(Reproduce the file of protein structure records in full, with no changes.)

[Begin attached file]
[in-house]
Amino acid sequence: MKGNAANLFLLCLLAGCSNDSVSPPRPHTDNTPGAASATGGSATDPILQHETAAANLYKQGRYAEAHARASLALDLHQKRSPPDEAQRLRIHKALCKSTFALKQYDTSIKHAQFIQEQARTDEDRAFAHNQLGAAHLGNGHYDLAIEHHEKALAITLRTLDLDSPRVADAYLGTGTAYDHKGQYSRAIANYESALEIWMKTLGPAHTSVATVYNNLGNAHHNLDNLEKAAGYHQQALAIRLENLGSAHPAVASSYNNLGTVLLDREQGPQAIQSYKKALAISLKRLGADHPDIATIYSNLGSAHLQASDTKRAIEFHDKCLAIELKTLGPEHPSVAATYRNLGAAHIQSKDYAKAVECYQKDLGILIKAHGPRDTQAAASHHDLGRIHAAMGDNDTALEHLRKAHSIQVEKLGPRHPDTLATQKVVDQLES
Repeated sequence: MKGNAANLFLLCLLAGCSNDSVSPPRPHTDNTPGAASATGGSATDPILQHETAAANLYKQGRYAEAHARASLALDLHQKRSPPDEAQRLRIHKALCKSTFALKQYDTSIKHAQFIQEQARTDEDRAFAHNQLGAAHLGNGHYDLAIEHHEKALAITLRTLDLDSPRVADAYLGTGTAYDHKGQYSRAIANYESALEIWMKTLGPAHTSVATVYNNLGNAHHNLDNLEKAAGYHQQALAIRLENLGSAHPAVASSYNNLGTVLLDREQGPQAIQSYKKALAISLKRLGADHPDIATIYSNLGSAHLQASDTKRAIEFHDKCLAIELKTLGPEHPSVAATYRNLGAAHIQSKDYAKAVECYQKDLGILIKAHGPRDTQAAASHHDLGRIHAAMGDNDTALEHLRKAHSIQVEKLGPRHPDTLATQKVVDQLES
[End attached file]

[in-house]
Amino acid sequence: MKGNAANLFLLCLLAGCSNDSVSPPRPHTDNTPGAASATGGSATDPILQHETAAANLYKQGRYAEAHARASLALDLHQKRSPPDEAQRLRIHKALCKSTFALKQYDTSIKHAQFIQEQARTDEDRAFAHNQLGAAHLGNGHYDLAIEHHEKALAITLRTLDLDSPRVADAYLGTGTAYDHKGQYSRAIANYESALEIWMKTLGPAHTSVATVYNNLGNAHHNLDNLEKAAGYHQQALAIRLENLGSAHPAVASSYNNLGTVLLDREQGPQAIQSYKKALAISLKRLGADHPDIATIYSNLGSAHLQASDTKRAIEFHDKCLAIELKTLGPEHPSVAATYRNLGAAHIQSKDYAKAVECYQKDLGILIKAHGPRDTQAAASHHDLGRIHAAMGDNDTALEHLRKAHSIQVEKLGPRHPDTLATQKVVDQLES
Repeated sequence: MKGNAANLFLLCLLAGCSNDSVSPPRPHTDNTPGAASATGGSATDPILQHETAAANLYKQGRYAEAHARASLALDLHQKRSPPDEAQRLRIHKALCKSTFALKQYDTSIKHAQFIQEQARTDEDRAFAHNQLGAAHLGNGHYDLAIEHHEKALAITLRTLDLDSPRVADAYLGTGTAYDHKGQYSRAIANYESALEIWMKTLGPAHTSVATVYNNLGNAHHNLDNLEKAAGYHQQALAIRLENLGSAHPAVASSYNNLGTVLLDREQGPQAIQSYKKALAISLKRLGADHPDIATIYSNLGSAHLQASDTKRAIEFHDKCLAIELKTLGPEHPSVAATYRNLGAAHIQSKDYAKAVECYQKDLGILIKAHGPRDTQAAASHHDLGRIHAAMGDNDTALEHLRKAHSIQVEKLGPRHPDTLATQKVVDQLES